Existing statutes governing mining in the country provide another layer of regulatory challenges for mining companies. The 1994 Myanmar Mines Law and implementing rules and regulations require companies seeking mining permits to joint venture with the government in an arrangement where investors are required to provide 100% of risk capital while splitting share capital ownership with the government. A commonly employed alternative is the signing of a Production Sharing Contract (PSC). Under PSC arrangements, companies are required to provide between 15% and 50% of production in cash or in-kind to the government on top of royalties, corporate income tax and other standard deductions.
While these economic and regulatory requirements have traditionally proved damaging to the country’s foreign investment prospects, much is dependent on a proactive government relations strategy. In that regard, senior government representatives have suggested a potential high degree of flexibility over economic terms, as well as investment structuring. The government has actively sought foreign technical assistance on its legislative reform and it is understood that the Myanmar Mines Law is currently undergoing an internal review process and could go before Parliament before the end of the year.
At the same time, companies like Centurion Minerals and TSX-listed Northquest are making headway with mining permit applications. In March, Centurion announced its local partner as Crown Mineral and confirmed that mining exploration applications and associated land package applications have been accepted for processing by the Ministry of Mines.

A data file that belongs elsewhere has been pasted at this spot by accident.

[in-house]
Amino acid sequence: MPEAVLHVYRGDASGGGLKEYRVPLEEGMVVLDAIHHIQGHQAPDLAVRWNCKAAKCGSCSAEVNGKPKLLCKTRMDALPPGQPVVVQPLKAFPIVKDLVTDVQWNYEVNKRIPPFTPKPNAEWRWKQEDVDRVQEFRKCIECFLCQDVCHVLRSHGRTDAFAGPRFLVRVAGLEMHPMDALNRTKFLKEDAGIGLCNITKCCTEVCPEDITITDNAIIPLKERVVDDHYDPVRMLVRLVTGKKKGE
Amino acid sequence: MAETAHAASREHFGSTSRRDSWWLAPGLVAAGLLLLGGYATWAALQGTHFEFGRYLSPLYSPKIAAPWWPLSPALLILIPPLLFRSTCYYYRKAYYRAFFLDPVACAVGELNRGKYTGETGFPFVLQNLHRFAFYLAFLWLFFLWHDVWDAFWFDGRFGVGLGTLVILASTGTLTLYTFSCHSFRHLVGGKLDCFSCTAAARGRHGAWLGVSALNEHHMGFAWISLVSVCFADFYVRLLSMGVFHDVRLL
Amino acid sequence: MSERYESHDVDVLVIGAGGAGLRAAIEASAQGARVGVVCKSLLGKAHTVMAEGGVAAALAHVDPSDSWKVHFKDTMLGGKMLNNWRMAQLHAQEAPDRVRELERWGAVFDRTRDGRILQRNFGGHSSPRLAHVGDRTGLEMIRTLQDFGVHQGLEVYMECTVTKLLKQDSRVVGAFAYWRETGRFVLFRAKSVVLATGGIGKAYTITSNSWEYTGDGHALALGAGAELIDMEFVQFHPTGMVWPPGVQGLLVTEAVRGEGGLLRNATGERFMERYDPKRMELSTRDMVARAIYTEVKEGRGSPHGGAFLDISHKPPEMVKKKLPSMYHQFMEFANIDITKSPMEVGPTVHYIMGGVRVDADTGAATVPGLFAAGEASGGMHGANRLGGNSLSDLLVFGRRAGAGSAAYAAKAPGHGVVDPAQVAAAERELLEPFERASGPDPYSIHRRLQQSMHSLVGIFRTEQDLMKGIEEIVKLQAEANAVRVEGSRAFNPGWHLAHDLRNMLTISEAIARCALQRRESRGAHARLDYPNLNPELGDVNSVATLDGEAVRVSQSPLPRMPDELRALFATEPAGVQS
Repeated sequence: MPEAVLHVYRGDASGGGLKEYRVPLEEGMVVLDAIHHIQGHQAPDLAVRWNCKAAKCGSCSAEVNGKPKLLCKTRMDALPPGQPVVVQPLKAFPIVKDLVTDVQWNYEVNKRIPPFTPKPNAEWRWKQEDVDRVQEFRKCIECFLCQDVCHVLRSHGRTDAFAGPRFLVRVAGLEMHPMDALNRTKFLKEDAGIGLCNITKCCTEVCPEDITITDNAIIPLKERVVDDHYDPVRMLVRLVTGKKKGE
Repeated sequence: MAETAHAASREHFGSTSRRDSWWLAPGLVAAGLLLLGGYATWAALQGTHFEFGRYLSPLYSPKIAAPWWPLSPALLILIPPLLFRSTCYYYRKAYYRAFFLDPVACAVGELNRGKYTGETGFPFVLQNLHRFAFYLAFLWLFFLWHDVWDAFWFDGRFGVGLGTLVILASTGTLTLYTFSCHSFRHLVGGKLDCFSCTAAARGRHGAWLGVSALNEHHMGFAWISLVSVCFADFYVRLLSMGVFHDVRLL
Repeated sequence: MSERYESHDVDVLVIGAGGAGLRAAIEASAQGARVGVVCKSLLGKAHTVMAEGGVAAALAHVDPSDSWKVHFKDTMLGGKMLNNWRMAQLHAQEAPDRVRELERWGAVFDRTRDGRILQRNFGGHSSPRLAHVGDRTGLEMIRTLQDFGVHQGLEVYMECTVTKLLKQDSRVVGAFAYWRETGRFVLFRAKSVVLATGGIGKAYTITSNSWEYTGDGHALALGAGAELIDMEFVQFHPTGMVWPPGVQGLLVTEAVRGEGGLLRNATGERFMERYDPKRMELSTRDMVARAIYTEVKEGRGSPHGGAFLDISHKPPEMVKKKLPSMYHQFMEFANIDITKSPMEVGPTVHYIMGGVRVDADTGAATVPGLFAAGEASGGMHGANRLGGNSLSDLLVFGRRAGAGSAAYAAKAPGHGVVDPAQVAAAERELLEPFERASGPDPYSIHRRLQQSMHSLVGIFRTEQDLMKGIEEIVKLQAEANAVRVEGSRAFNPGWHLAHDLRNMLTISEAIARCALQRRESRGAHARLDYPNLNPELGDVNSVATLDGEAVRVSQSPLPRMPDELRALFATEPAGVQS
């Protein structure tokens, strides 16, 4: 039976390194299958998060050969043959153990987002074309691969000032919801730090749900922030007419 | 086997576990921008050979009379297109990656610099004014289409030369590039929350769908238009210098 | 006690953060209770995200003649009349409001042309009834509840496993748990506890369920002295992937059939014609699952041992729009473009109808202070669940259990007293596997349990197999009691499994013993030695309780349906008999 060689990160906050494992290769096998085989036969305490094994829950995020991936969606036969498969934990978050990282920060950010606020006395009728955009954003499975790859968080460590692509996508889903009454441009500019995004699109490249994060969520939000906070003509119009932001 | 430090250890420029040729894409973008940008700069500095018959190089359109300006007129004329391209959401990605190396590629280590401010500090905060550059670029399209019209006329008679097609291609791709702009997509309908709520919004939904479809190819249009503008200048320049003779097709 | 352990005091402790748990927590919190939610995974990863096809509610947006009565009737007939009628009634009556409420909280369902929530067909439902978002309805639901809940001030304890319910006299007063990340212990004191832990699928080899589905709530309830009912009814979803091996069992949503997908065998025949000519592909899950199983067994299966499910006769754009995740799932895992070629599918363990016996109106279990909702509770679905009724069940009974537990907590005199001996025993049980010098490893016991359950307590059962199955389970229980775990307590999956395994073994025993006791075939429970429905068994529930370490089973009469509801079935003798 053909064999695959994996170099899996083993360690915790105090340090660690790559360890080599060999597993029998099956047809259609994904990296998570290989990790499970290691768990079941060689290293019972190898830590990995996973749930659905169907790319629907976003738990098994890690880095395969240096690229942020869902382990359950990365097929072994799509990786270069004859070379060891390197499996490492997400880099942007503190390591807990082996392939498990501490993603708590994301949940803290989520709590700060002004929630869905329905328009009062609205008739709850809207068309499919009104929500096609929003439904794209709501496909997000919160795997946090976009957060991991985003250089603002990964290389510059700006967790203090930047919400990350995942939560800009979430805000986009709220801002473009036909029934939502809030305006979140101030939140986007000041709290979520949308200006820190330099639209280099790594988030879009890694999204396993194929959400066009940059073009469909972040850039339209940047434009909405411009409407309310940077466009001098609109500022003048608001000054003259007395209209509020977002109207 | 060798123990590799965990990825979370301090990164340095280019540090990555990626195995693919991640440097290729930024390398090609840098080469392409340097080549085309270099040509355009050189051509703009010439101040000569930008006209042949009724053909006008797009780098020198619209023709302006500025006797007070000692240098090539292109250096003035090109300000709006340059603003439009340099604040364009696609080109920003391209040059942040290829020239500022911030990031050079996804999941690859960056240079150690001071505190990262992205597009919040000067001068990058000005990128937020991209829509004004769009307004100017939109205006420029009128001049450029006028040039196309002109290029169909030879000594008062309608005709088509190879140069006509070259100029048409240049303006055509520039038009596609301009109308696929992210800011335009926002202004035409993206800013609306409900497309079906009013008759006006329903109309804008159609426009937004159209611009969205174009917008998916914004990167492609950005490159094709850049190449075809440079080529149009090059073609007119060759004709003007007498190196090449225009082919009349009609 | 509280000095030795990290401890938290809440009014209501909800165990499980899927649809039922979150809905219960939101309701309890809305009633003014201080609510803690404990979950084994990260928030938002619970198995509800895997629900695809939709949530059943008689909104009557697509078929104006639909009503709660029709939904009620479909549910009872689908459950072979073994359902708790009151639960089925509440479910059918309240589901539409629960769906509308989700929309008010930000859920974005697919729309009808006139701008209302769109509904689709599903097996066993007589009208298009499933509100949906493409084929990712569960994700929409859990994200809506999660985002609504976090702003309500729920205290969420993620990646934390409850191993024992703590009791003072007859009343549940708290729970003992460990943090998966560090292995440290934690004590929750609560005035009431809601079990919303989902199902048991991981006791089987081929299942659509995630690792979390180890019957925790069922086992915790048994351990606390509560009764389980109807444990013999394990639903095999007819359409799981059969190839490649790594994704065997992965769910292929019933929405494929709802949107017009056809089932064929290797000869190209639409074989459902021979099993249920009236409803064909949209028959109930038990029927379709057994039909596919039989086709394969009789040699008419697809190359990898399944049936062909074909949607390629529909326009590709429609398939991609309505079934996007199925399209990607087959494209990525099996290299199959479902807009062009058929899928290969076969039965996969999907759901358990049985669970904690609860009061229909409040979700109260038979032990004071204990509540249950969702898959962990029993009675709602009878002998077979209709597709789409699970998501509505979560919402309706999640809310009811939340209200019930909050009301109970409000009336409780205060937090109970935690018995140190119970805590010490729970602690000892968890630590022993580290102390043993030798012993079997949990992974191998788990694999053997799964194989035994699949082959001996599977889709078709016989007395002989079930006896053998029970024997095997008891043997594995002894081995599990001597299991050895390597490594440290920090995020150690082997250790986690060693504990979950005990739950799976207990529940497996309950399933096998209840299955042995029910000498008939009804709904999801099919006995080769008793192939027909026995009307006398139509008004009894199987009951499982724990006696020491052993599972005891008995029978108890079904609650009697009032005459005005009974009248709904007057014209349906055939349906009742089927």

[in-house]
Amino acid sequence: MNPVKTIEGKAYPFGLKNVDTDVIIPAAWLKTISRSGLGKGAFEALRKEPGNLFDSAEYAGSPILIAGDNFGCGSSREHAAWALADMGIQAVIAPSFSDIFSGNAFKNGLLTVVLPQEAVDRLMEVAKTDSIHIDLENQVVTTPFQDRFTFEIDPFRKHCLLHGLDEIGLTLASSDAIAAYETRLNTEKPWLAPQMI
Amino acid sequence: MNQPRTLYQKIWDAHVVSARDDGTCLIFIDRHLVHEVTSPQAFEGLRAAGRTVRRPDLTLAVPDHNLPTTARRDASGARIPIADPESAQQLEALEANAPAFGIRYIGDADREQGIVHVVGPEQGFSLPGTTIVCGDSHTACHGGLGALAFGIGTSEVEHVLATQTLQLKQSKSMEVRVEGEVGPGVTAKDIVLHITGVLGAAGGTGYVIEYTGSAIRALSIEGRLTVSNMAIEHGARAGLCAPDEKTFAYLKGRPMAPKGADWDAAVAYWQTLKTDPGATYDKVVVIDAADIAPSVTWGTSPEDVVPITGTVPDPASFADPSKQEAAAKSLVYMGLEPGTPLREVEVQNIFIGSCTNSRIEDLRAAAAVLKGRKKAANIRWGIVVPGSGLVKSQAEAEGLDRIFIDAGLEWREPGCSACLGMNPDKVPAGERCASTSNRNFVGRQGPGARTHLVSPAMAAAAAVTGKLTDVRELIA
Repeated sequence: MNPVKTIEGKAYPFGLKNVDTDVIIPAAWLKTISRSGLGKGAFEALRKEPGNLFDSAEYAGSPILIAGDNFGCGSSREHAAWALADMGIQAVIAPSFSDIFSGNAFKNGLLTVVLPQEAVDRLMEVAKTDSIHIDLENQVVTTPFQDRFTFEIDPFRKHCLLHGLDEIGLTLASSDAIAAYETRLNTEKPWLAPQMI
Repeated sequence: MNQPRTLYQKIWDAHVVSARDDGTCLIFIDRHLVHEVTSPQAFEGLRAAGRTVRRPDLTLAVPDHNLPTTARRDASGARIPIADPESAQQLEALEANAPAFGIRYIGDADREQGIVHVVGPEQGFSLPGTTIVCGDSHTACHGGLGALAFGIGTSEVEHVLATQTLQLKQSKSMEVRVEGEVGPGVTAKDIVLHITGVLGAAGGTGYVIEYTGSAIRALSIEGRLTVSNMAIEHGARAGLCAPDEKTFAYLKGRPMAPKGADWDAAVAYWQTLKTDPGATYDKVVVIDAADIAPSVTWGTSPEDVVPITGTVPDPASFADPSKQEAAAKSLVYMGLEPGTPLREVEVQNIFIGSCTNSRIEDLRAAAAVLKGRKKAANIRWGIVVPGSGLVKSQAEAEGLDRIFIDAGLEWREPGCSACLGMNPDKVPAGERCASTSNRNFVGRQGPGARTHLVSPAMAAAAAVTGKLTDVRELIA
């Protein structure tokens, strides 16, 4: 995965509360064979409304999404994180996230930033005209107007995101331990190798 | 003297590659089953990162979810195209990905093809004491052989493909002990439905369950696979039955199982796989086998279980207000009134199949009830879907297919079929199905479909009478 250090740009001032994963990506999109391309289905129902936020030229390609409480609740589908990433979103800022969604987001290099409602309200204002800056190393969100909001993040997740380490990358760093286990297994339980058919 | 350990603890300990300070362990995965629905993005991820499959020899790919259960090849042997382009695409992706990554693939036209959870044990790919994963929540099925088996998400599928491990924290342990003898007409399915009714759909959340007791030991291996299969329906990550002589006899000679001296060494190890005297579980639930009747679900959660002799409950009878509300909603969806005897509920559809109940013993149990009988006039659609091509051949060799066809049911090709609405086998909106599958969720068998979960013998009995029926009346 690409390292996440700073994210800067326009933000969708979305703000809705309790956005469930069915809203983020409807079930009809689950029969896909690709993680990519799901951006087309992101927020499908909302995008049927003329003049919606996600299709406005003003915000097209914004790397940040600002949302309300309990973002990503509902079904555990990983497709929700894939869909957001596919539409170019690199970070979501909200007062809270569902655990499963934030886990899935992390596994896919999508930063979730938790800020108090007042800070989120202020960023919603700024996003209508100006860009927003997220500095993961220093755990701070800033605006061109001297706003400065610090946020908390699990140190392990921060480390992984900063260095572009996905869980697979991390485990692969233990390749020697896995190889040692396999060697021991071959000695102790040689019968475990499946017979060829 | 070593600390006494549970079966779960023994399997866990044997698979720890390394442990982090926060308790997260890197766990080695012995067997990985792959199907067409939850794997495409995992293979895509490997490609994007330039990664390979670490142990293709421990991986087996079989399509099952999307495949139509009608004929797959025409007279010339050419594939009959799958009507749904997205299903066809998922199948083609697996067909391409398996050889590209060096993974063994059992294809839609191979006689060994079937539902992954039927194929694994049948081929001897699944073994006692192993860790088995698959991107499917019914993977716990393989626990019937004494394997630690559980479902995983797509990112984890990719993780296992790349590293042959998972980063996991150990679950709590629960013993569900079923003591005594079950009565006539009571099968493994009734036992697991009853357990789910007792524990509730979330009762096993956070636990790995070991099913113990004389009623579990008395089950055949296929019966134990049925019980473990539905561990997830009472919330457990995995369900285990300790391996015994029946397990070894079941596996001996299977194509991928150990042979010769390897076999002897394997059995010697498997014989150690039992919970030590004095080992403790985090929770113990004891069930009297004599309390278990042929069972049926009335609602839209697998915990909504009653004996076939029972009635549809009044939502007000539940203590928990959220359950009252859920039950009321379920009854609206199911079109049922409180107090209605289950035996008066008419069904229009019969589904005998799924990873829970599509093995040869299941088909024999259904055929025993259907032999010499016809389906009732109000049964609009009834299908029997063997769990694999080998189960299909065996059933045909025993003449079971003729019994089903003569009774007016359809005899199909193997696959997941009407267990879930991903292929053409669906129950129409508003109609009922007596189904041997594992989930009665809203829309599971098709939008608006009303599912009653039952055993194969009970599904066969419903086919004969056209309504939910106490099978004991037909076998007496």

Myanmar is home to a rapidly evolving and complex regulatory environment for foreign investment. While mining remains one of the most heavily regulated and complicated sectors of the economy, the geological potential of the country holds tremendous allure for companies with the right risk profile and a long-term return-on-investment tolerance. Government relations strategy, partner identification, screening and detailed due diligence will
be among the most important activities for any firm venturing into this emerging economic space. While the road to Myanmar’s mineral wealth will not be without some bumps along the way, the mining industry as a whole has the potential to be a key driver of both economic growth and foreign investment success.